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3753 Cruithne

3753 Cruithne
Orbital characteristics
Orbit type Near-Earth
Semimajor axis 0.99778 AU
Eccentricity 0.514784
Orbital period 365d 6h
Inclination 19.8122°
Physical characteristics
Diameter 5 km
Mass ? kg
Density ? g/cm3
Rotation period ?
Spectral class ?
Albedo ?
History
Discoverer various, 1986

3753 Cruithne is an asteroid with the catalogue number 3753 that is currently in an unusual orbit near Earth. It was officially discovered on October 10, 1986 by D. Waldron, working with R. McNaught, M. Hartley and M. Hawkins at Siding Spring Observatory, Coonabarabran, Australia. However, its unusual orbit was not determined until 1997 by Paul Wiegert[?] and Kimmo Innanen[?], working at York University in Canada, and Seppo Mikkola[?], working at the University of Turku[?] in Finland. Cruithne is pronounced 'croo-EEN-ya'.

Cruithne shares Earth's orbit, but does not actually orbit the Earth. Instead, it follows a spiralling path that moves along the Earth's orbit in a horseshoe shape, the two ends of the horseshoe approaching either side of Earth but not quite reaching it. It takes Cruithne 385 Earth years to complete one such horseshoe orbit. This orbital path appears extremely complex and non-intuitive when viewed from Earth's frame of reference. It is much easier to understand by recognizing that from the Sun's frame of reference Cruithne follows a relatively conventional orbit which takes almost exactly the same time to complete as Earth (one year), but which is slightly more elliptical. The gravitational influence of Earth modifies this elliptical orbit only slightly, just enough to modify Cruithne's precession and prevent it from coming too close.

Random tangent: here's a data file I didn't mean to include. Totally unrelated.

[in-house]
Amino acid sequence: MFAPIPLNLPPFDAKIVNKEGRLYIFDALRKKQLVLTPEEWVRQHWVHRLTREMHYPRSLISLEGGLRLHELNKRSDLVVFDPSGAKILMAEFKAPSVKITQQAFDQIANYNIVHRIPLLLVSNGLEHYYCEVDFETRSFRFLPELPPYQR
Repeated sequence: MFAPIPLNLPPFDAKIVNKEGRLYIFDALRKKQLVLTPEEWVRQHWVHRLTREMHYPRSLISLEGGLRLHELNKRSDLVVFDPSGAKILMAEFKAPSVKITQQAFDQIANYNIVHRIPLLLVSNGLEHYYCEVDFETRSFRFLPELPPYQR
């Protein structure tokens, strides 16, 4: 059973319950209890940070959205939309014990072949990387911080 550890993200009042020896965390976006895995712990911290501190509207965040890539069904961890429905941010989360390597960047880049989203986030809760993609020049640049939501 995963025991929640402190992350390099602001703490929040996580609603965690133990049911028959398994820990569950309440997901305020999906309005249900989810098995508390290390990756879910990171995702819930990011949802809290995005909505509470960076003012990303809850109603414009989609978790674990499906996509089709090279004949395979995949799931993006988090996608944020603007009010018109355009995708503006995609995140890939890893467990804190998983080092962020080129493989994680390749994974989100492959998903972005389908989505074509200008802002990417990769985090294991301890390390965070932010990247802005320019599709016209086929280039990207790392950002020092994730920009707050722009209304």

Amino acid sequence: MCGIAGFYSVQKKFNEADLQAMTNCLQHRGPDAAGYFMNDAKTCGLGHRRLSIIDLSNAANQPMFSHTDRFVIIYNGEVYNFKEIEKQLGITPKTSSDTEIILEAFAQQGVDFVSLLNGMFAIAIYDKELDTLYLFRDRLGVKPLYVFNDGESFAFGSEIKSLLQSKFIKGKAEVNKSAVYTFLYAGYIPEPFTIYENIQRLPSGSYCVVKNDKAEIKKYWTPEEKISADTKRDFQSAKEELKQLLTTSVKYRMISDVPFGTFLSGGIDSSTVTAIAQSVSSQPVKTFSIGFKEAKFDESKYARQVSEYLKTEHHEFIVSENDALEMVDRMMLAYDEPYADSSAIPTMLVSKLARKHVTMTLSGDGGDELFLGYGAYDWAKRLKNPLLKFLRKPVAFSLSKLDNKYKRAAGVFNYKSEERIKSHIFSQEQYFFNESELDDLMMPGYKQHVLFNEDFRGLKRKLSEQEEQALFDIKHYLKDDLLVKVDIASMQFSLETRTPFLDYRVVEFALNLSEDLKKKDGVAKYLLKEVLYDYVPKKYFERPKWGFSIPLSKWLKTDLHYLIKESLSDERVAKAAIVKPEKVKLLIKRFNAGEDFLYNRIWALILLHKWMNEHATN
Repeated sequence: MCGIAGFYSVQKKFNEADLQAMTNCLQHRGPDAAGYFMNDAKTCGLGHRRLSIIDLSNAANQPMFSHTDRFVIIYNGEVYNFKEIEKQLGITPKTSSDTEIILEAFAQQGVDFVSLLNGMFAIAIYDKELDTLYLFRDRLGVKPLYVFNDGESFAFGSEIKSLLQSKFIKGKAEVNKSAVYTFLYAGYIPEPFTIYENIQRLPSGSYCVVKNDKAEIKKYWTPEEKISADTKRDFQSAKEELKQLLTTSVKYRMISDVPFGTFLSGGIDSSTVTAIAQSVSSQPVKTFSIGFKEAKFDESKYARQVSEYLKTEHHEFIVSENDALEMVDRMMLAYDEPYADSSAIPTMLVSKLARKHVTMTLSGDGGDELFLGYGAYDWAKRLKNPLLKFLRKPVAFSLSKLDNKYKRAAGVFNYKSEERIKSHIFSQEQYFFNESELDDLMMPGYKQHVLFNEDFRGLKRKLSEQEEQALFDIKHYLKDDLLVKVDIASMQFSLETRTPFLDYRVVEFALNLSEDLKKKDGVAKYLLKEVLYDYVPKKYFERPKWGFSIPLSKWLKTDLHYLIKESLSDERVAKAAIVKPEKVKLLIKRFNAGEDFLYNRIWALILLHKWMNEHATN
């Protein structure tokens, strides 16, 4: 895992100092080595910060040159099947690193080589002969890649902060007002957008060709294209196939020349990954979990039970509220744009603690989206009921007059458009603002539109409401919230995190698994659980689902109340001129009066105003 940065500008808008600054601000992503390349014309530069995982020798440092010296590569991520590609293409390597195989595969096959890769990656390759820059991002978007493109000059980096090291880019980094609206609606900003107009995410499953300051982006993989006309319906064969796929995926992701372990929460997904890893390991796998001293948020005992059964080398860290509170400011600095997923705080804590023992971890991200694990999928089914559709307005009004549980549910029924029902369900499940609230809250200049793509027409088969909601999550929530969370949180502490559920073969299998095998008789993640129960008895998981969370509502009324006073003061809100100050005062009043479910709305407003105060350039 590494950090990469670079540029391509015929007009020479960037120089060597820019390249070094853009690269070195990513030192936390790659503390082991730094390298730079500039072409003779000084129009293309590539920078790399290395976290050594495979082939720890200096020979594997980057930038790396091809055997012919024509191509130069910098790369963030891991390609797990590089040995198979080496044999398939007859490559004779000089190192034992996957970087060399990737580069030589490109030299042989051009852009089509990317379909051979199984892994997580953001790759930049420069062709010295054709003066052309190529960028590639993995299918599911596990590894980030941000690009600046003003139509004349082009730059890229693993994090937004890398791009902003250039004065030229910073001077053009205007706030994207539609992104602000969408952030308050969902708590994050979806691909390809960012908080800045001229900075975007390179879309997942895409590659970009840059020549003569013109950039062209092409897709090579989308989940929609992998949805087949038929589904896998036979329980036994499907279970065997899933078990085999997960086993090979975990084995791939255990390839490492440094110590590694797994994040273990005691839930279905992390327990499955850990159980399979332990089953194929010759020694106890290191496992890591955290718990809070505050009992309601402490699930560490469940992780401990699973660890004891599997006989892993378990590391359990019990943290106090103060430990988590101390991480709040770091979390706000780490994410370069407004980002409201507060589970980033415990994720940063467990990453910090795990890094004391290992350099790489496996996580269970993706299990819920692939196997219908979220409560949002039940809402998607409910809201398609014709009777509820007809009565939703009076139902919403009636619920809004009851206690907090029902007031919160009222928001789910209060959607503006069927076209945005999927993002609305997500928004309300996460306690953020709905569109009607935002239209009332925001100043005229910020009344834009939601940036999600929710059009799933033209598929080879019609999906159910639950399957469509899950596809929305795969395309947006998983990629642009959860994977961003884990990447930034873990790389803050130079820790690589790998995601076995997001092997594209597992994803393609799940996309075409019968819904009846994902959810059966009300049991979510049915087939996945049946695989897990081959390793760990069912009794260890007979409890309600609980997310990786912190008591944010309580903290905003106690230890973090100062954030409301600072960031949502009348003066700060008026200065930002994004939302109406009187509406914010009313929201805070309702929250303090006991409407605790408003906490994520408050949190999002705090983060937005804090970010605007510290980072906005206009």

Cruithne is approximately 5 km in diameter and its closest approach to Earth is 15 million kilometers (approximately 40 times the separation between Earth and Luna). Although Cruithne's orbit is not thought to be stable over the long term, there is no danger of it colliding with the Earth in any forseeable future. Cruithne is not visible to the naked eye at any point in its orbit.

There is only one other known example of natural bodies in a horseshoe orbit at the time of writing, the natural satellites of Saturn named Janus and Epimetheus. The orbit these two moons follow around Saturn is much simpler than the one Cruithne follows, but operates along the same general principles.

Mars has one co-orbital asteroid (its name is 5261 Eureka[?]), and Jupiter has many (about 400 objects, the Trojan asteroids); there are also other small co-orbital moons in the Saturnian system: Telesto and Calypso with Tethys, and Helene with Dione. However, none of these follow horseshoe orbits.

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